London Days Out: What Happens on a Wimbledon Tour?
For several years I have been lucky enough to host our Red Letter Days experience at Wimbledon, and I never tire of it.
Wimbledon – as a venue and a great sporting event – really can make all of us proud to be British, and everything about this experience shouts quality and a thorough respect for upholding tradition.
The 2013 Championship was certainly different, with the loss of so many big names in the early days, the controversial slips on the grass, Marion Bartoli, an endearing new ladies champion, and of course the nation’s joy at the success of Andy Murray winning the Gentlemen’s Singles title yesterday – congratulations to him!
It was my very first year visiting the All England Club during the championship, the buzz of actually being there in the crowds during this much loved sporting event cannot be adequately described, it is simply magic.
What I can describe is our own Red Letter Days Wimbledon experience. It begins in the Wingfield Cafe where RLD have a private area set out and on arrival guests are treated to tea, coffee and biscuits by cafe managing staff, who look after our catering needs. I introduce myself and our blue badge guide to everyone before we set off for the morning’s tour, starting at the famous Fred Perry statue.
The next couple of hours are spent being led round this amazing place, seeing familiar (and not so familiar) sights. The blue badge guides have fantastic knowledge, insider stories, tips and bags of enthusiasm; no two tours are ever the same.
It varies but we usually visit the boards detailing all the matches from the last championship, the outside courts including Court no.18 where that famous longest match in history (over 11 hours) took place, Court no.1, the Aorangi Terrace where the big screen is located (better known as Henman Hill or more topically Murray Mound), with the long water lilly pond filled full of Koi carp along the top of the hill.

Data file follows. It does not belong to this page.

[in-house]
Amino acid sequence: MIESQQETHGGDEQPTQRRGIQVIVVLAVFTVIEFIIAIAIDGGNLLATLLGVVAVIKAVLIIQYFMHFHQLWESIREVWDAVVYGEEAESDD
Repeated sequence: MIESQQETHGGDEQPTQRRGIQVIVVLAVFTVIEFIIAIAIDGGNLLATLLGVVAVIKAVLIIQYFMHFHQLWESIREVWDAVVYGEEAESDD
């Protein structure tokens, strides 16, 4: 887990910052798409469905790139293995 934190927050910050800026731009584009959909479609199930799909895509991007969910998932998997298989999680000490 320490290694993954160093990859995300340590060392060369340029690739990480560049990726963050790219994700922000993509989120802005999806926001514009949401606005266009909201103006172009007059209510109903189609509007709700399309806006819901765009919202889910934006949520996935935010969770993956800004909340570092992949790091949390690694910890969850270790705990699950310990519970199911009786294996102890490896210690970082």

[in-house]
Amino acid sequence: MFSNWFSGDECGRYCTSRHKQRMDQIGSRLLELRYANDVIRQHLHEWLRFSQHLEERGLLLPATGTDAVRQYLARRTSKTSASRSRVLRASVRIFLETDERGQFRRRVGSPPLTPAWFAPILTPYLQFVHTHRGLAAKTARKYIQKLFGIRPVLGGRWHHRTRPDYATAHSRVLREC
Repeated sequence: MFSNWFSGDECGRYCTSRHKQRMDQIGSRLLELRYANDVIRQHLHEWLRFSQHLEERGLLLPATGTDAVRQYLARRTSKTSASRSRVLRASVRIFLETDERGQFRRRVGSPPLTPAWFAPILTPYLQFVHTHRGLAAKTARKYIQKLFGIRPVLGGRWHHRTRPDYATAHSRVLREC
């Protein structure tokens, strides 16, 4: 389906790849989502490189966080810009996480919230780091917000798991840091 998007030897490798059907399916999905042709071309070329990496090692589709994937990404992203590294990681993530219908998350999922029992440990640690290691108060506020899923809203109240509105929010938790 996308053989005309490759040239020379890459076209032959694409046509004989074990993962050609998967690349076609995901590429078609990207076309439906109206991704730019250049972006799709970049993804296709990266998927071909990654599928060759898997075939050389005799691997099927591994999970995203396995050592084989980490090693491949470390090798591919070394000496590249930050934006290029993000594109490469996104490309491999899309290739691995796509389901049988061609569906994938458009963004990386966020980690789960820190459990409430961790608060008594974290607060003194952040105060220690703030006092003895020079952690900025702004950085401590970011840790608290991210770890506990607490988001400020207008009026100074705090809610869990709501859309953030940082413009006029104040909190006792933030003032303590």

In the Millennium Building we pass through reception where the players arrive (and order their taxis to leave when they have lost!), collect their prize money and we even enter the press room where players are interviewed – one of the favourite photo opportunities.
We conclude our tour sitting inside Centre Court, the most famous tennis court in the world, with its Royal Box, £100 million retractable roof added in 2009 and quotation above the players’ entrance of an extract from the poem by Rudyard Kipling: ‘If you can meet with triumph and disaster / And treat those two imposters just the same’.
We amble back towards the cafe for lunch along the tunnel with its many posters detailing each year of the championships and the stars who shined – another favoured place of our guests who like to take pictures here from the year they were born.
We chat about the tour over a lunch of soup, fresh salmon or veg quiche with potato and green salad and a dessert of lemon tart followed by tea or coffee (*please be aware, the menu is subject to change). Next a senior member of staff from the Museum, comes to introduce us to the award-winning space housing so many tennis treasures. The museum includes a small cinema which shows a short but stunning film in 3D, don’t miss it. With free audio headsets, guests are free to spend as long as they like taking in exhibits in this award-winning, interactive museum – not forgetting the originals of both singles trophies!
Back at the Wingfield Cafe, strawberries with cream and champagne are prepared ready for the final part of the experience. As visitors return (often with bags of goods bought from the shop), I give out a certificate to each guest and hope you will agree, it’s a relaxed and leisurely end to a very popular day.
What are your experiences of Wimbledon?